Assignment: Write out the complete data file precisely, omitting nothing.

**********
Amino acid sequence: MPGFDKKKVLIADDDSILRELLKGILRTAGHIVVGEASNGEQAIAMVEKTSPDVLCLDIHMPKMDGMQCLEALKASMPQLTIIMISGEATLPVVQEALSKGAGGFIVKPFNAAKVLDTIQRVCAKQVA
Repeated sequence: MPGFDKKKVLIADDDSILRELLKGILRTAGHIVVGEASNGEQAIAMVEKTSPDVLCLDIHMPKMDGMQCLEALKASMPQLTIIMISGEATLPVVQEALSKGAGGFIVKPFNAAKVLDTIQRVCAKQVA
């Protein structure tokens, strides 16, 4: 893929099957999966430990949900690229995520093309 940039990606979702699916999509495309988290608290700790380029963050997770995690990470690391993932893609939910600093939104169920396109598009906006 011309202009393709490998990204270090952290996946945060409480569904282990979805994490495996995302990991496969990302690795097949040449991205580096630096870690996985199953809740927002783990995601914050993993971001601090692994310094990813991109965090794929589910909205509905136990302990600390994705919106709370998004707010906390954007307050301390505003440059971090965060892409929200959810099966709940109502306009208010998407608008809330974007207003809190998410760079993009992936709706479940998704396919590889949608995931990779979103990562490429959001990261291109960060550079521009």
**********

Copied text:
Amino acid sequence: MPGFDKKKVLIADDDSILRELLKGILRTAGHIVVGEASNGEQAIAMVEKTSPDVLCLDIHMPKMDGMQCLEALKASMPQLTIIMISGEATLPVVQEALSKGAGGFIVKPFNAAKVLDTIQRVCAKQVA
Repeated sequence: MPGFDKKKVLIADDDSILRELLKGILRTAGHIVVGEASNGEQAIAMVEKTSPDVLCLDIHMPKMDGMQCLEALKASMPQLTIIMISGEATLPVVQEALSKGAGGFIVKPFNAAKVLDTIQRVCAKQVA
């Protein structure tokens, strides 16, 4: 893929099957999966430990949900690229995520093309 940039990606979702699916999509495309988290608290700790380029963050997770995690990470690391993932893609939910600093939104169920396109598009906006 011309202009393709490998990204270090952290996946945060409480569904282990979805994490495996995302990991496969990302690795097949040449991205580096630096870690996985199953809740927002783990995601914050993993971001601090692994310094990813991109965090794929589910909205509905136990302990600390994705919106709370998004707010906390954007307050301390505003440059971090965060892409929200959810099966709940109502306009208010998407608008809330974007207003809190998410760079993009992936709706479940998704396919590889949608995931990779979103990562490429959001990261291109960060550079521009």